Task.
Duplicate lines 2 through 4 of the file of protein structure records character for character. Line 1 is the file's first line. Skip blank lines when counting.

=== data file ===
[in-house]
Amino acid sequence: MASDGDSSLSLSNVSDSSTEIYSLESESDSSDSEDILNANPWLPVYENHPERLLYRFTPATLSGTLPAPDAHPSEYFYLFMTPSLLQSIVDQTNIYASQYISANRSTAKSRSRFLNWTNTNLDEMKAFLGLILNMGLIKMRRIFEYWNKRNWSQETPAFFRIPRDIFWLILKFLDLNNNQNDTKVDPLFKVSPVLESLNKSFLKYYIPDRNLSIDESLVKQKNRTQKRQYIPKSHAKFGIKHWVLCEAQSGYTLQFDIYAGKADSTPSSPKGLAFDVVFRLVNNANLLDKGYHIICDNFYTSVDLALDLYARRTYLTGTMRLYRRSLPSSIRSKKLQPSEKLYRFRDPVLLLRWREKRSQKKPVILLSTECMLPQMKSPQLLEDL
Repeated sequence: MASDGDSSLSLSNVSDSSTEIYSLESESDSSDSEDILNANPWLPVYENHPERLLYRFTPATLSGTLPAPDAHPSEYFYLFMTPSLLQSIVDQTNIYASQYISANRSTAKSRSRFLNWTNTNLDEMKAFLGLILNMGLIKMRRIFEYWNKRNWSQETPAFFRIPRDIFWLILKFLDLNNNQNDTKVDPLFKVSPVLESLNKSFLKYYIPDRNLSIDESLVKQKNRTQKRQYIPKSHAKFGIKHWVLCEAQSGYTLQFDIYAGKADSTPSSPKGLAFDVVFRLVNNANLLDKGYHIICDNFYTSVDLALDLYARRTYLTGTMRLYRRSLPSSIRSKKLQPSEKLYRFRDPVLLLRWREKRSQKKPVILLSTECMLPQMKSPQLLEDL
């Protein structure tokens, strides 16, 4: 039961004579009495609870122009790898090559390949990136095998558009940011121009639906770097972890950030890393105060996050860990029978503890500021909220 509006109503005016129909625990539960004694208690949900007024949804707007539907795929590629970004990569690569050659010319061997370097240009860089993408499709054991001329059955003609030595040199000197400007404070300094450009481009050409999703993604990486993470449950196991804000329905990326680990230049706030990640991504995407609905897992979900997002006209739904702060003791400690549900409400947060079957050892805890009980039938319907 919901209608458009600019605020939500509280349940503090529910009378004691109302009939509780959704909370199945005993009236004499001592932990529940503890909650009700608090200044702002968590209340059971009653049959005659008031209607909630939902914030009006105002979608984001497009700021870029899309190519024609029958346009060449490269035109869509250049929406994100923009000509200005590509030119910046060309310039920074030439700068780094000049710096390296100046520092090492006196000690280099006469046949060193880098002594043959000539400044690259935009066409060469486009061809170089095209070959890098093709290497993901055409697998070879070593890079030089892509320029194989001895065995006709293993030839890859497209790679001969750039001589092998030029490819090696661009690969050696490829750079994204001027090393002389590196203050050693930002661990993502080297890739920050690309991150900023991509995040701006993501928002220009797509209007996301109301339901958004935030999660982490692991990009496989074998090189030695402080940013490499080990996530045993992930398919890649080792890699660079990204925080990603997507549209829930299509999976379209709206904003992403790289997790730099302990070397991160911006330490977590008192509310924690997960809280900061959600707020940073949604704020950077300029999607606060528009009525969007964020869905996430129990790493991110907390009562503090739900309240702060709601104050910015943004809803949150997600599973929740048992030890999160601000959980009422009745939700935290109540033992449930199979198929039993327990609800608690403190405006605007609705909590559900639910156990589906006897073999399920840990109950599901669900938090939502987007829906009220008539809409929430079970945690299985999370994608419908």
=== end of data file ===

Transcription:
Amino acid sequence: MASDGDSSLSLSNVSDSSTEIYSLESESDSSDSEDILNANPWLPVYENHPERLLYRFTPATLSGTLPAPDAHPSEYFYLFMTPSLLQSIVDQTNIYASQYISANRSTAKSRSRFLNWTNTNLDEMKAFLGLILNMGLIKMRRIFEYWNKRNWSQETPAFFRIPRDIFWLILKFLDLNNNQNDTKVDPLFKVSPVLESLNKSFLKYYIPDRNLSIDESLVKQKNRTQKRQYIPKSHAKFGIKHWVLCEAQSGYTLQFDIYAGKADSTPSSPKGLAFDVVFRLVNNANLLDKGYHIICDNFYTSVDLALDLYARRTYLTGTMRLYRRSLPSSIRSKKLQPSEKLYRFRDPVLLLRWREKRSQKKPVILLSTECMLPQMKSPQLLEDL
Repeated sequence: MASDGDSSLSLSNVSDSSTEIYSLESESDSSDSEDILNANPWLPVYENHPERLLYRFTPATLSGTLPAPDAHPSEYFYLFMTPSLLQSIVDQTNIYASQYISANRSTAKSRSRFLNWTNTNLDEMKAFLGLILNMGLIKMRRIFEYWNKRNWSQETPAFFRIPRDIFWLILKFLDLNNNQNDTKVDPLFKVSPVLESLNKSFLKYYIPDRNLSIDESLVKQKNRTQKRQYIPKSHAKFGIKHWVLCEAQSGYTLQFDIYAGKADSTPSSPKGLAFDVVFRLVNNANLLDKGYHIICDNFYTSVDLALDLYARRTYLTGTMRLYRRSLPSSIRSKKLQPSEKLYRFRDPVLLLRWREKRSQKKPVILLSTECMLPQMKSPQLLEDL
């Protein structure tokens, strides 16, 4: 039961004579009495609870122009790898090559390949990136095998558009940011121009639906770097972890950030890393105060996050860990029978503890500021909220 509006109503005016129909625990539960004694208690949900007024949804707007539907795929590629970004990569690569050659010319061997370097240009860089993408499709054991001329059955003609030595040199000197400007404070300094450009481009050409999703993604990486993470449950196991804000329905990326680990230049706030990640991504995407609905897992979900997002006209739904702060003791400690549900409400947060079957050892805890009980039938319907 919901209608458009600019605020939500509280349940503090529910009378004691109302009939509780959704909370199945005993009236004499001592932990529940503890909650009700608090200044702002968590209340059971009653049959005659008031209607909630939902914030009006105002979608984001497009700021870029899309190519024609029958346009060449490269035109869509250049929406994100923009000509200005590509030119910046060309310039920074030439700068780094000049710096390296100046520092090492006196000690280099006469046949060193880098002594043959000539400044690259935009066409060469486009061809170089095209070959890098093709290497993901055409697998070879070593890079030089892509320029194989001895065995006709293993030839890859497209790679001969750039001589092998030029490819090696661009690969050696490829750079994204001027090393002389590196203050050693930002661990993502080297890739920050690309991150900023991509995040701006993501928002220009797509209007996301109301339901958004935030999660982490692991990009496989074998090189030695402080940013490499080990996530045993992930398919890649080792890699660079990204925080990603997507549209829930299509999976379209709206904003992403790289997790730099302990070397991160911006330490977590008192509310924690997960809280900061959600707020940073949604704020950077300029999607606060528009009525969007964020869905996430129990790493991110907390009562503090739900309240702060709601104050910015943004809803949150997600599973929740048992030890999160601000959980009422009745939700935290109540033992449930199979198929039993327990609800608690403190405006605007609705909590559900639910156990589906006897073999399920840990109950599901669900938090939502987007829906009220008539809409929430079970945690299985999370994608419908």